Computer Systems Laboratory Colloquium

4:15PM, Wednesday, October 24, 2001
NEC Auditorium, Gates Computer Science Building B03

Multifunctional Spintronics and Quantum Information Processing in Semiconductors

David D. Awschalom
University of California - Santa Barbara
About the talk:

There is a growing interest in the use of electronic and nuclear spin in semiconductor nanostructures as a medium for the manipulation and storage of classical and quantum information. Recent experiments reveal a remarkable resilience of electronic spin states to environmental decoherence in a variety of bulk semiconductors, heterostructures, and quantum dots. Spin lifetimes can exceed hundreds of nanoseconds, enabling the transport of coherent spin packets over hundreds of microns. Furthermore, coherent spin information can flow across interfaces of dissimilar materials in engineered structures. The interfaces appear surprisingly permeable over a broad range of temperatures, and the transport of spin information can be controlled with both electric and magnetic fields. Nuclear spin lifetimes, which are orders of magnitude longer than those of electrons, may ultimately enable long-term storage of quantum information. Local manipulation of nuclei can be achieved by periodic optical excitation of precessing electrons that surround the atomic sites. Changes in the magnetization of resonantly tipped nuclei demonstrate the ability to perform all-optical nuclear magnetic resonance (NMR). This sensitive and spatially selective NMR technique may serve as a basis for the coherent manipulation of nuclear moments at the atomic level. Finally, the capability to integrate ferromagnetism within semiconductor nanostructures may create new schemes for operating on electron and nuclear spins. These results point towards opportunities to combine logic and storage for novel multifunctional quantum mechanical electronics that incorporate electronics, magnetics, and photonics.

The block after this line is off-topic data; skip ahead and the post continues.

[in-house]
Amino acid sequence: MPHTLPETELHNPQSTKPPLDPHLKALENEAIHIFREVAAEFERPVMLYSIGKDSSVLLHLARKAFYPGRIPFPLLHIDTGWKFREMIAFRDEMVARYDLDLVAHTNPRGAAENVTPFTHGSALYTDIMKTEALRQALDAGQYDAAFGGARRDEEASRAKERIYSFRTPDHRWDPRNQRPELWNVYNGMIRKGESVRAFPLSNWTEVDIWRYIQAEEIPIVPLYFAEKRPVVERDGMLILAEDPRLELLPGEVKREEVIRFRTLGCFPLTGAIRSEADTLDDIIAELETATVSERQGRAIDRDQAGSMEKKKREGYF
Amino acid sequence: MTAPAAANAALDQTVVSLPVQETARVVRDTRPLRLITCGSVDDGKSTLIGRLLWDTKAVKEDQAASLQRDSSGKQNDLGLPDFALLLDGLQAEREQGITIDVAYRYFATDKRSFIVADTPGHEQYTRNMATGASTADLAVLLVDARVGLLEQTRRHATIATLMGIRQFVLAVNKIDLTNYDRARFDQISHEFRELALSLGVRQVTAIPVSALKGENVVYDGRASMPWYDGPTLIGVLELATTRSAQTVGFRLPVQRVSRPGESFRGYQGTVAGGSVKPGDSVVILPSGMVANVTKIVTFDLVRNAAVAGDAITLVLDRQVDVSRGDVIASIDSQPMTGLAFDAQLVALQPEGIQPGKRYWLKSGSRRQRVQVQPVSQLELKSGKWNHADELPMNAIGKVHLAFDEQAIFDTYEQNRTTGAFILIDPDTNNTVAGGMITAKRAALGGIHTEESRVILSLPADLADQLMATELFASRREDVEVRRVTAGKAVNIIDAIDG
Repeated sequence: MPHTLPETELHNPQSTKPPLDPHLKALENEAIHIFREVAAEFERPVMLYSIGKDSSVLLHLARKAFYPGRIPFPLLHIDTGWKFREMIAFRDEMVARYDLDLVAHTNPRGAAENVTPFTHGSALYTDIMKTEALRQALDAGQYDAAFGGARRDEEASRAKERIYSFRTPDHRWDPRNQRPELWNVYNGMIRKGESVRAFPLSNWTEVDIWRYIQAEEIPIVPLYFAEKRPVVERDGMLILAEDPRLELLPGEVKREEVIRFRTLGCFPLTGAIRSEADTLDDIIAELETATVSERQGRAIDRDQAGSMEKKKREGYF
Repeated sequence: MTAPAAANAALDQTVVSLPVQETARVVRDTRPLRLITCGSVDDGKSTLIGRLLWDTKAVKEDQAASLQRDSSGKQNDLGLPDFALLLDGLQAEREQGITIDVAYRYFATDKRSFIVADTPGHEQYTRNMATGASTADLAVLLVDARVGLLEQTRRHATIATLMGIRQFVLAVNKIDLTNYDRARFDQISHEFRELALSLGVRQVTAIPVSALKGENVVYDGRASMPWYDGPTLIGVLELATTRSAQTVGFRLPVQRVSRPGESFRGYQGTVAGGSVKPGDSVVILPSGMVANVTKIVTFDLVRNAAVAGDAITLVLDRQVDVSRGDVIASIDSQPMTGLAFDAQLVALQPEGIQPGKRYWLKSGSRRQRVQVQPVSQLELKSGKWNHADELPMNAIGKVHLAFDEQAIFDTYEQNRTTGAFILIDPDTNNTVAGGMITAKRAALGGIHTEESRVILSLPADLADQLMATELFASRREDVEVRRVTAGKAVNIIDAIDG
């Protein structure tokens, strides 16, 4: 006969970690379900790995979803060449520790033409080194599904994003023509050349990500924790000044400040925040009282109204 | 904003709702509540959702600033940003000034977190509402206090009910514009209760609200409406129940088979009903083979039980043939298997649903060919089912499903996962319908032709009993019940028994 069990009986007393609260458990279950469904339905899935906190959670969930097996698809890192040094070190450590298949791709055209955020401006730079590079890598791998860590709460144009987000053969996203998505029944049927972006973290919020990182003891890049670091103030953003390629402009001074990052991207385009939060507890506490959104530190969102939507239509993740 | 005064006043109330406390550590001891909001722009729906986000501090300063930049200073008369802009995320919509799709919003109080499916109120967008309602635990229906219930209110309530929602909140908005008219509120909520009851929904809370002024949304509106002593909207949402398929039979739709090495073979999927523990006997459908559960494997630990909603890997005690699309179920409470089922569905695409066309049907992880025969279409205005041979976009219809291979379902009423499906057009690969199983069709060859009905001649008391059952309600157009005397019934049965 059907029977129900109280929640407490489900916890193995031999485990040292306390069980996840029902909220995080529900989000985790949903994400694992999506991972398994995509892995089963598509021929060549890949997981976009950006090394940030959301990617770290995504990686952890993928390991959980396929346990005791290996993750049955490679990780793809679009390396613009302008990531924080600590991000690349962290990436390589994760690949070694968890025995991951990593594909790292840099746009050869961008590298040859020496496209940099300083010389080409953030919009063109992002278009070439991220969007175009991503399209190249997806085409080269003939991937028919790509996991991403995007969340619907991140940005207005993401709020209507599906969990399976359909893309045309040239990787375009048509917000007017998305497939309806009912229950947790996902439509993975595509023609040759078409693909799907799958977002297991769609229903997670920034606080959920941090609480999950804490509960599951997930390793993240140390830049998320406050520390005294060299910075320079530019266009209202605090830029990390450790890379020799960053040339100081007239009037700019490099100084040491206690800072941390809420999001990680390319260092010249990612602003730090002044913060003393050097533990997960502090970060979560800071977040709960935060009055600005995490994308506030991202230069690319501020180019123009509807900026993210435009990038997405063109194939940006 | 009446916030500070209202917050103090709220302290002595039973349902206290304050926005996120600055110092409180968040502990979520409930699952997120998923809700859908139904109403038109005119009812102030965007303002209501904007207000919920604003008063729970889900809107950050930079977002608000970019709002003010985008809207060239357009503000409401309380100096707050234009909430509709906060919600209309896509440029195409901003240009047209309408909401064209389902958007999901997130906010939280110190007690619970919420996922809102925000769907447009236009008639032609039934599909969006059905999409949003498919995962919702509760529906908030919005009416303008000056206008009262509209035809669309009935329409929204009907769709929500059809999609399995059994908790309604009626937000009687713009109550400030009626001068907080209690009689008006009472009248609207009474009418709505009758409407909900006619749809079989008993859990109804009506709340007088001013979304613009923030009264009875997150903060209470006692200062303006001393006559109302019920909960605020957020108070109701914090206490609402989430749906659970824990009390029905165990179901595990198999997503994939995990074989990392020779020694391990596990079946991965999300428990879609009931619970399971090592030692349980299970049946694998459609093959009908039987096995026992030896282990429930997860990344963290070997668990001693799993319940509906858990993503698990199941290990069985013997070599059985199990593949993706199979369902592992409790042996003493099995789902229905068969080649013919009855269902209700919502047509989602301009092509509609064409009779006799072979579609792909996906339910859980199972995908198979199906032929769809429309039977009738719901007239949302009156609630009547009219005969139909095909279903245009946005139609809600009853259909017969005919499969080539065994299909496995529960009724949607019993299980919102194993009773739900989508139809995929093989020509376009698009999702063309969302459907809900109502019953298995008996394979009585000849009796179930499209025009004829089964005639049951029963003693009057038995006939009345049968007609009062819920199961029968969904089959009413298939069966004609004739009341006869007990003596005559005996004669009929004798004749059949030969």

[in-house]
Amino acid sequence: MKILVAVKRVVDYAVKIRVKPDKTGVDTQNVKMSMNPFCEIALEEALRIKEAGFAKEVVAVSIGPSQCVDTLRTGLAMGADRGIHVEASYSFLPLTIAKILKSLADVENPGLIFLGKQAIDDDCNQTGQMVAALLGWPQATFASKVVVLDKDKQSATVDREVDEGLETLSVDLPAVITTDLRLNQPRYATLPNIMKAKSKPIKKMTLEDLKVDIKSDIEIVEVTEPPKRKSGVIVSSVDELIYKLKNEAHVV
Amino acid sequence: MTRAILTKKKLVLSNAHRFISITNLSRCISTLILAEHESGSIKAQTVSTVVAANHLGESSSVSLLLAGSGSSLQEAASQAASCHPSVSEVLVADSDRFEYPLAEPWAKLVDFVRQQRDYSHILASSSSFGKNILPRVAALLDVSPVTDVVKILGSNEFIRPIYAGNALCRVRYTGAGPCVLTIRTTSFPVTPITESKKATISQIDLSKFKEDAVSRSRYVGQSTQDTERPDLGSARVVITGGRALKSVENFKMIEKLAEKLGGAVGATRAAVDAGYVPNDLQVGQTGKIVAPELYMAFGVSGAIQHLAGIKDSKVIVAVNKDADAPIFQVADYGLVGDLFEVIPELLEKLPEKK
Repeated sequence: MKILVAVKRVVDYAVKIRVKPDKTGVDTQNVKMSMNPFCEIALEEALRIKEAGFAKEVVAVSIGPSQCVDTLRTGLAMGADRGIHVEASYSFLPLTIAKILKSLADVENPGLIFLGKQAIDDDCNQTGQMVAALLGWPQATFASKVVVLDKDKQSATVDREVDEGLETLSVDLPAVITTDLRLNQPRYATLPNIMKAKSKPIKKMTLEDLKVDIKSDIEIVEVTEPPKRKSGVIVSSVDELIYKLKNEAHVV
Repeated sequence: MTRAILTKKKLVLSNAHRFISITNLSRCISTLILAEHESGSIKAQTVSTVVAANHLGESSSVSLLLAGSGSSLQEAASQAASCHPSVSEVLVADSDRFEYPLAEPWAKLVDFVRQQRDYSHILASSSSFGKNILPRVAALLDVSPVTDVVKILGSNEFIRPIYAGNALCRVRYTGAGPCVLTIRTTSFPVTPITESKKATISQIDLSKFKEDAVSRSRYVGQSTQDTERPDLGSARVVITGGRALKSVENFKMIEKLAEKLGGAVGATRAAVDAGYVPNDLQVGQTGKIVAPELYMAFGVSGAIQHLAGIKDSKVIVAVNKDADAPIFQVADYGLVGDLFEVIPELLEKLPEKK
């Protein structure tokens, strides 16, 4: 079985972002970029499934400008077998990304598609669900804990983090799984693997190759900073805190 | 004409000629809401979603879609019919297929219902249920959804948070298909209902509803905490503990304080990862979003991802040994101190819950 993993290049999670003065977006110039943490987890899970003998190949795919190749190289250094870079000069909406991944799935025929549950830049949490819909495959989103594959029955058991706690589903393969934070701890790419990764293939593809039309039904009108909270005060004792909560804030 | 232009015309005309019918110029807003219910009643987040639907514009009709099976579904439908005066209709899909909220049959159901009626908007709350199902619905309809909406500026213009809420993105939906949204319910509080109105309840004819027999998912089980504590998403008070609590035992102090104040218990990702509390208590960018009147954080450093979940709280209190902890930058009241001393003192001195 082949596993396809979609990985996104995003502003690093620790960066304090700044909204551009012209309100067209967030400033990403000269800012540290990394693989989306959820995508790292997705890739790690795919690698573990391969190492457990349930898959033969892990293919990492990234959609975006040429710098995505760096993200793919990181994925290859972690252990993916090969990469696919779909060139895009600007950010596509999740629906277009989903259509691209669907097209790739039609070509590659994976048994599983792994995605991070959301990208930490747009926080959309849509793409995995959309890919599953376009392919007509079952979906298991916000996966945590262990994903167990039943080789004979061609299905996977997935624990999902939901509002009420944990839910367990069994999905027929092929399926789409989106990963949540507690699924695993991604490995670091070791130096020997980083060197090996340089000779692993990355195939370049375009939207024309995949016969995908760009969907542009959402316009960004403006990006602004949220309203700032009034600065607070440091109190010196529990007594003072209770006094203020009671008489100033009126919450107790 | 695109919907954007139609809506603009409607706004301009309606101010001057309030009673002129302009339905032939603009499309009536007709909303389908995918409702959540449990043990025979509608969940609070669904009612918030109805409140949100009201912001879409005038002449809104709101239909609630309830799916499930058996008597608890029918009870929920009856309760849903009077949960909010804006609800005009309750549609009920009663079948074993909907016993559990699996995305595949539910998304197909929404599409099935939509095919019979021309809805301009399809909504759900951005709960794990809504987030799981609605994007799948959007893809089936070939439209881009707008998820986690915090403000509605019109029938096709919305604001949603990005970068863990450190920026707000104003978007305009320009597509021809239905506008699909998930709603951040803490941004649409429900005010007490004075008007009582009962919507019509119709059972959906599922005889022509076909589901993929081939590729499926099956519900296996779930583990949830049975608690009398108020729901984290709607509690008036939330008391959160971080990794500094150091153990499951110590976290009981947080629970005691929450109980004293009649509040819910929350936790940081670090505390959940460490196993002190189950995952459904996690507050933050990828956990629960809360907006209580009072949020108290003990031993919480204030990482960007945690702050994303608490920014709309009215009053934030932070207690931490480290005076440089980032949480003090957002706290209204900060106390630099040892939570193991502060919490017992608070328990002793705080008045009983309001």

About the speaker:

David D. Awschalom received his undergraduate degree in physics from the University of Illinois at Urbana-Champaign, and his Ph.D. in experimental physics from Cornell University. He was a Research Staff member and Manager of the Nonequilibrium Physics Department at the IBM Watson Research Center in Yorktown Heights, NY. In 1991 he joined the University of California - Santa Barbara as a Professor of Physics, and is presently Director of the UC Center for Spintronics and Quantum Computation. His group has active research activities in optical and magnetic interactions in semiconductor quantum structures, spin dynamics and coherence in condensed matter systems, macroscopic quantum phenomena in nanometer-scale magnets, and implementations of quantum computation in the solid state. He has developed a variety of femtosecond-resolved spatiotemporal magneto-optical spectroscopies and micromagnetic sensing techniques aimed at exploring charge and spin motion in the quantum domain. This research has been presented in over 300 invited lectures and in nearly 200 scientific publications. Professor Awschalom received an IBM Outstanding Innovation Award, the Outstanding Investigator Prize from the Materials Research Society, and was the Institute of Physics Wohlfarth Prize Lecturer. Dr. Awschalom is a member of the American Association for the Advancement of Science, the Materials Research Society, and is a Fellow of the American Physical Society.

Contact information:

David D. Awschalom
Department of Physics
University of California
Santa Barbara, CA 93106
(805) 893-2121
(805) 893-4170